At first glance, everything appears to point to a scenario in which a Yushchenko victory is offset by a parliament filled with Kuchma cronies: Yanukovych has arguably lost credibility in the eyes of voters, and the parliament is set to become a pivotal player in the country a year from now. But what of the Ukrainian people, whom the "orange revolution" has miraculously transformed from a pliant electorate into mature and responsible citizens? It is difficult to imagine them allowing Ukrainian politicians to play backstage political games on the scale of the Kuchma era.
The belief that the Ukrainian president will become a figurehead following the implementation of the constitutional reform is an obvious misconception. This misconception might have originated and been nourished for both domestic and foreign consumption by Yushchenko's camp, which entered the 2004 election campaign in an "all-or-nothing-at-all" mood. True, the president loses the right to nominate all cabinet ministers under the constitutional reform. But the president retains the right to propose the country's prime minister, defense minister, and foreign minister for parliamentary approval. No less important, the president has the sole right to appoint all regional governors. And the president's right to dissolve the parliament if it fails to form a viable government coalition can be an effective tool for defusing political conflicts and shaping government policy.
On the other hand, the reform offers an increased set of checks and balances in government, making many important decisions dependent on concerted agreement between the presidency, the legislature, and the cabinet. What can be seen as an impediment to an efficient presidency is in fact an indisputable gain for Ukrainian democracy. It appears that in the long run, the most important achievement of Ukraine's "orange revolution" in 2004 will be neither the democratized presidential-election law (that can be changed at any time by a simple majority in the Verkhovna Rada) nor even Yushchenko's likely presidency. The key accomplishment just might be the constitutional reform that seeks to dismantle the authoritarian executive system of power, so characteristic of many post-Soviet states, and recast it into something more similar to European-model democracy.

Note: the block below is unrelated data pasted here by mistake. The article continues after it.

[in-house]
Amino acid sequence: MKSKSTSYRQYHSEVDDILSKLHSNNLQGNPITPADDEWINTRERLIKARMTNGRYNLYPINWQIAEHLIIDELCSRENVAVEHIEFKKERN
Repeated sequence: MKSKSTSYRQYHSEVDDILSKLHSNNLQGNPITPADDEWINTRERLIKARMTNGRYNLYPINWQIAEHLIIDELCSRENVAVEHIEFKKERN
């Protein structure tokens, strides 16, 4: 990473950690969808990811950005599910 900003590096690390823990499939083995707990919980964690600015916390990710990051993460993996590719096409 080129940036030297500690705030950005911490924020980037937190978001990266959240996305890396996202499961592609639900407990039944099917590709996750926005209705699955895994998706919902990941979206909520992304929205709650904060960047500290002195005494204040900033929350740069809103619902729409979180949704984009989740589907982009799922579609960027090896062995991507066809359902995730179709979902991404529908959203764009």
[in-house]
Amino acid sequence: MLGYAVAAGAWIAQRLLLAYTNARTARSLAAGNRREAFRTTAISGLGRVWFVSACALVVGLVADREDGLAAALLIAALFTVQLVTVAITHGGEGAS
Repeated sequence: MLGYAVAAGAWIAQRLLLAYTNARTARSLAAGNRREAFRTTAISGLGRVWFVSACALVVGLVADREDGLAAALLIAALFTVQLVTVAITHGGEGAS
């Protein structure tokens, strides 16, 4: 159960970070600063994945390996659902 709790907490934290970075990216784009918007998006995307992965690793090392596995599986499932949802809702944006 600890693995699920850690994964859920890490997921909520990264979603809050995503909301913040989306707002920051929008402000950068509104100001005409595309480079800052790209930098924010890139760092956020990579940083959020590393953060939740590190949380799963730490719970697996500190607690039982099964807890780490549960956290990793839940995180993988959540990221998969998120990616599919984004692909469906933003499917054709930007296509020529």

Last but not least, providing the parliament with a decisive voice in most political decisions in Ukraine seems the best possible way to heal the country's troubling east-west divide. That rift is more likely to be healed if the responsibility for such decisions lies with 450 deputies elected all across Ukraine, rather than by one man elected by half the country.
It was thus unwise for Yushchenko to remain silent about constitutional reform on Independence Square, implying that the reform represents a Kuchma victory within a broader "orange revolution." First and foremost, it was a victory for hundreds of thousands of Yushchenko supporters who have been taking to the streets for the past two weeks despite the cold and snow. And the political reform fits well indeed into the stunning transformation of Ukrainians, for whom Yushchenko's likely installment as president will be only one stage -- albeit a crucial one -- on their path toward Europe.Related:"Frequently Asked Questions"